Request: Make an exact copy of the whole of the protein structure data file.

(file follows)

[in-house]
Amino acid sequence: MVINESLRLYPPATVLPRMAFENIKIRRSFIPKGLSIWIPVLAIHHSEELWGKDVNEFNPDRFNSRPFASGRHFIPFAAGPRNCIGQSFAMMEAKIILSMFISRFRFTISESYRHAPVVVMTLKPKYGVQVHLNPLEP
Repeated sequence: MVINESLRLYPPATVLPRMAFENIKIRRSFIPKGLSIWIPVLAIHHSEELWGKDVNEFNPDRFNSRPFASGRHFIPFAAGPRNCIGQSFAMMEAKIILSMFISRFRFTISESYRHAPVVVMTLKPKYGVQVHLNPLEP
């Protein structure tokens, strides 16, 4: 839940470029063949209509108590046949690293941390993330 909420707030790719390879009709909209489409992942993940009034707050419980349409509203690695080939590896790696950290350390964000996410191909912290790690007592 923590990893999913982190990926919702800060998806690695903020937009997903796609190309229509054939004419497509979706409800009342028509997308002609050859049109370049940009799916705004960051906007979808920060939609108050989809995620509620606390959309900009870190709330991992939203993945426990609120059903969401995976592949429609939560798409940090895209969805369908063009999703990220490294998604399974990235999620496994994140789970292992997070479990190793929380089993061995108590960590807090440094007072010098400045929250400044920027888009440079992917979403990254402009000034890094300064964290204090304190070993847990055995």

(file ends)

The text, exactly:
[in-house]
Amino acid sequence: MVINESLRLYPPATVLPRMAFENIKIRRSFIPKGLSIWIPVLAIHHSEELWGKDVNEFNPDRFNSRPFASGRHFIPFAAGPRNCIGQSFAMMEAKIILSMFISRFRFTISESYRHAPVVVMTLKPKYGVQVHLNPLEP
Repeated sequence: MVINESLRLYPPATVLPRMAFENIKIRRSFIPKGLSIWIPVLAIHHSEELWGKDVNEFNPDRFNSRPFASGRHFIPFAAGPRNCIGQSFAMMEAKIILSMFISRFRFTISESYRHAPVVVMTLKPKYGVQVHLNPLEP
């Protein structure tokens, strides 16, 4: 839940470029063949209509108590046949690293941390993330 909420707030790719390879009709909209489409992942993940009034707050419980349409509203690695080939590896790696950290350390964000996410191909912290790690007592 923590990893999913982190990926919702800060998806690695903020937009997903796609190309229509054939004419497509979706409800009342028509997308002609050859049109370049940009799916705004960051906007979808920060939609108050989809995620509620606390959309900009870190709330991992939203993945426990609120059903969401995976592949429609939560798409940090895209969805369908063009999703990220490294998604399974990235999620496994994140789970292992997070479990190793929380089993061995108590960590807090440094007072010098400045929250400044920027888009440079992917979403990254402009000034890094300064964290204090304190070993847990055995």